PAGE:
If ever a man was destined to run a transport system it was the aptly named George Train. This flamboyant American entrepreneur gave London its first trams, a means of travelling round the capital that would last for over a century. At their peak 2,500 tramcars carried over seven million passengers a year round London, and when the last one of the first generation made its swan song journey from Westminster to Woolwich in July 1952, thousands turned out to give it a good sendoff.
Train was responsible for one of the very first tram services in the UK, a horse-drawn one started in 1860 which ran the length of Victoria Street, from the station to Parliament Square. It was a success with passengers, though not with other road users because the rails on which the trams were pulled protruded over a foot above the ground. Goodness knows how the horses pulling the trams coped with those, let alone all the other horse-drawn traffic that crowded Victoria Street at that time.
In 1861, Train was arrested for the unusual crime of “breaking and injuring” a London street – the Uxbridge Road where, presumably he intended to expand his business. But trams were catching on, and several news lines were started following an 1870 Act of Parliament, which required rails to be recessed into the carriageway.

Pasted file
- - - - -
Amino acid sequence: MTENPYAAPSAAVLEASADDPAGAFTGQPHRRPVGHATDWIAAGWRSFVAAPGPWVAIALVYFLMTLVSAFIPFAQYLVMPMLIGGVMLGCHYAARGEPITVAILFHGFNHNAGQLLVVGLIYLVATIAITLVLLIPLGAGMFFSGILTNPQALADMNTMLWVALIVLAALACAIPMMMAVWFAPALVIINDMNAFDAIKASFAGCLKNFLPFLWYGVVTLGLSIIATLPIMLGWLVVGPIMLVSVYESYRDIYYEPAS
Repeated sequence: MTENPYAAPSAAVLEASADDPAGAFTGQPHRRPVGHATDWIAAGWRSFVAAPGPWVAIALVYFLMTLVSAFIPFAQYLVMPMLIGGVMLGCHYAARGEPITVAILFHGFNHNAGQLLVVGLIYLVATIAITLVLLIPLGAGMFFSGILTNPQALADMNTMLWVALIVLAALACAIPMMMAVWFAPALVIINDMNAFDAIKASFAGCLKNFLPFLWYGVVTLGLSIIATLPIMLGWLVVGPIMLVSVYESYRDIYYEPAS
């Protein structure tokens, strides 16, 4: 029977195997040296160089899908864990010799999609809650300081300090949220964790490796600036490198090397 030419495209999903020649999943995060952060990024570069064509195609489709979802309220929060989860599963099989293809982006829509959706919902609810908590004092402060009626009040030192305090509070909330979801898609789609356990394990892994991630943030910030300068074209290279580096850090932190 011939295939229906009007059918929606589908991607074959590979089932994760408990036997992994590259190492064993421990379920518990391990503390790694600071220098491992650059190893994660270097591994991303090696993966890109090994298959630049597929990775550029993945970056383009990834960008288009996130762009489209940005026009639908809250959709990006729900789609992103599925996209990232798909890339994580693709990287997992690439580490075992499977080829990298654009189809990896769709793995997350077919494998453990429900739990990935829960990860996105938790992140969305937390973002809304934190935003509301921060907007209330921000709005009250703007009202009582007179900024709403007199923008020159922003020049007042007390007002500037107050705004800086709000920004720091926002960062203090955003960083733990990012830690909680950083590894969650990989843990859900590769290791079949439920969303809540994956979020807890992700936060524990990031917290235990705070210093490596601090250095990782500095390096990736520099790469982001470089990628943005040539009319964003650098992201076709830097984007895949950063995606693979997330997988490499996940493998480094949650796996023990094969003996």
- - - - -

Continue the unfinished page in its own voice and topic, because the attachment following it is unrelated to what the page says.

Trams had advantages for their owners because the use of steel rails reduced friction, which meant fewer horses were needed for pulling heavier passenger loads, which boosted profits. It has been estimated that 50,000 horses were needed to keep the public transport system running in Victorian times. They were reckoned to eat the equivalent of a quarter of a million acres of food a year and deposited huge amounts of dung on the roads. A team of 12 horses was needed to keep a tram operating for 12 hours a day, each one working for three to four hours. Small wonder that the electrification of trams and the coming of motorised transport triggered the decline of the horse on London streets.
“Citizen Train”, as he called himself, followed many other paths. He became a ship owner, a busy writer, a presidential candidate and a friend of French revolutionaries. In 1870 he embarked on a trip around the world and claimed to have completed it in 80 days. This was probably true, as long as you discount a month involved in revolutionary tactics in Paris. Two years later, Jules Verne published Around The World in Eighty Days, probably inspired by this much-publicised achievement. For Phileas Fogg read George Train.
Vic Keegan’s latest book of poems, Selective Memories, has just been published and can be bought here. All previous instalments of his brilliant Lost London series are archived here.
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